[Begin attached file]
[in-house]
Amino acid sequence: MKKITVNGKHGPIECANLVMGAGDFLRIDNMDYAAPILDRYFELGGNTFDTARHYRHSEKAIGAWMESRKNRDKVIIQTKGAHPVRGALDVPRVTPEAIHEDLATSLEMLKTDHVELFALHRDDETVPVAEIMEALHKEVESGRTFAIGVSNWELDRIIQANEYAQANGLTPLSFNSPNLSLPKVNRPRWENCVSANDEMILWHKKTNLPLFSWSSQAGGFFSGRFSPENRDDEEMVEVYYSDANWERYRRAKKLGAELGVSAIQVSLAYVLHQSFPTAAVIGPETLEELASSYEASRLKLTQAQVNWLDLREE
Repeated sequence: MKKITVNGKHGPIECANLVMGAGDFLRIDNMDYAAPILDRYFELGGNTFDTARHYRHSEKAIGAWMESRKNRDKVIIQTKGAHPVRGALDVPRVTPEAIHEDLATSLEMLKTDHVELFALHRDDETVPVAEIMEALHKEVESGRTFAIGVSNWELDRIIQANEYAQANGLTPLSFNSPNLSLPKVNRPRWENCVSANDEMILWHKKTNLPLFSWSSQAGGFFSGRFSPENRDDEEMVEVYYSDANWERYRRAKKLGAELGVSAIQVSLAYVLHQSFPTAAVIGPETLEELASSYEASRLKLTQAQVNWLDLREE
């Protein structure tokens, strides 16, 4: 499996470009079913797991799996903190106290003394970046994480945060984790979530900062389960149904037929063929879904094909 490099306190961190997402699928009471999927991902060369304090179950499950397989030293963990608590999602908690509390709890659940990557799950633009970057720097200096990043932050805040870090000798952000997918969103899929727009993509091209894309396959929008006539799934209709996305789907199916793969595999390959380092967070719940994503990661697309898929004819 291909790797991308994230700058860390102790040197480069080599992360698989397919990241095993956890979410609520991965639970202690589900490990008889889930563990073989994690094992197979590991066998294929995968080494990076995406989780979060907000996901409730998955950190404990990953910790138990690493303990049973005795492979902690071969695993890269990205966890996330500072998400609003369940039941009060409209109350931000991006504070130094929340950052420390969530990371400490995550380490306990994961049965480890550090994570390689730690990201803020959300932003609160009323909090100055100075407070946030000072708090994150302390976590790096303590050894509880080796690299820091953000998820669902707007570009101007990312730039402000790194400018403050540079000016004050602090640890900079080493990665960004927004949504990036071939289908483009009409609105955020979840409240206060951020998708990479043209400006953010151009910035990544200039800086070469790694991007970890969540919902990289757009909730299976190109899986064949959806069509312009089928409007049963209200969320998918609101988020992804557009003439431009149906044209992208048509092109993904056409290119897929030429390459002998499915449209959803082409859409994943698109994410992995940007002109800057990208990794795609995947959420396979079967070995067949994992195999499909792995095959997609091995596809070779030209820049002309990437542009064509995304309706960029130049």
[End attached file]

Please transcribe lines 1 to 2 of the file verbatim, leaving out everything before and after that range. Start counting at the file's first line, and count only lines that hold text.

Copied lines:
[in-house]
Amino acid sequence: MKKITVNGKHGPIECANLVMGAGDFLRIDNMDYAAPILDRYFELGGNTFDTARHYRHSEKAIGAWMESRKNRDKVIIQTKGAHPVRGALDVPRVTPEAIHEDLATSLEMLKTDHVELFALHRDDETVPVAEIMEALHKEVESGRTFAIGVSNWELDRIIQANEYAQANGLTPLSFNSPNLSLPKVNRPRWENCVSANDEMILWHKKTNLPLFSWSSQAGGFFSGRFSPENRDDEEMVEVYYSDANWERYRRAKKLGAELGVSAIQVSLAYVLHQSFPTAAVIGPETLEELASSYEASRLKLTQAQVNWLDLREE